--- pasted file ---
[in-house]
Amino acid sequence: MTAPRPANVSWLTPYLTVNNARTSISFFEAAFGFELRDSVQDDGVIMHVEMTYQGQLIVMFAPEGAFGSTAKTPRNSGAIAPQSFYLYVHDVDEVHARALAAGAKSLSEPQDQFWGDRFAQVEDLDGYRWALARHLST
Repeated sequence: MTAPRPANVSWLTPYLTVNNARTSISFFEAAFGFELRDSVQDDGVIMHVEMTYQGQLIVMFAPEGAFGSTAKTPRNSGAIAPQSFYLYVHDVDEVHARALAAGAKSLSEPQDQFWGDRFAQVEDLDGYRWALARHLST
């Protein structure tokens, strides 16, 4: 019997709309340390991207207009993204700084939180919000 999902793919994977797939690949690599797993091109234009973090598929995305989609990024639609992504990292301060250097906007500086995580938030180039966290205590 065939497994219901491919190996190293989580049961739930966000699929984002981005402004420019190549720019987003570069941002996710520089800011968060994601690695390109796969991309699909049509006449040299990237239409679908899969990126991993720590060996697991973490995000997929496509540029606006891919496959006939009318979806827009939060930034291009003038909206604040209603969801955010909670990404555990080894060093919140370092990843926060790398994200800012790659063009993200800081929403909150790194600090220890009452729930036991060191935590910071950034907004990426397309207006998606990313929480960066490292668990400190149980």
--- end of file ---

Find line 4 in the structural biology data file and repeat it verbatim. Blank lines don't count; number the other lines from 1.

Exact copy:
């Protein structure tokens, strides 16, 4: 019997709309340390991207207009993204700084939180919000 999902793919994977797939690949690599797993091109234009973090598929995305989609990024639609992504990292301060250097906007500086995580938030180039966290205590 065939497994219901491919190996190293989580049961739930966000699929984002981005402004420019190549720019987003570069941002996710520089800011968060994601690695390109796969991309699909049509006449040299990237239409679908899969990126991993720590060996697991973490995000997929496509540029606006891919496959006939009318979806827009939060930034291009003038909206604040209603969801955010909670990404555990080894060093919140370092990843926060790398994200800012790659063009993200800081929403909150790194600090220890009452729930036991060191935590910071950034907004990426397309207006998606990313929480960066490292668990400190149980």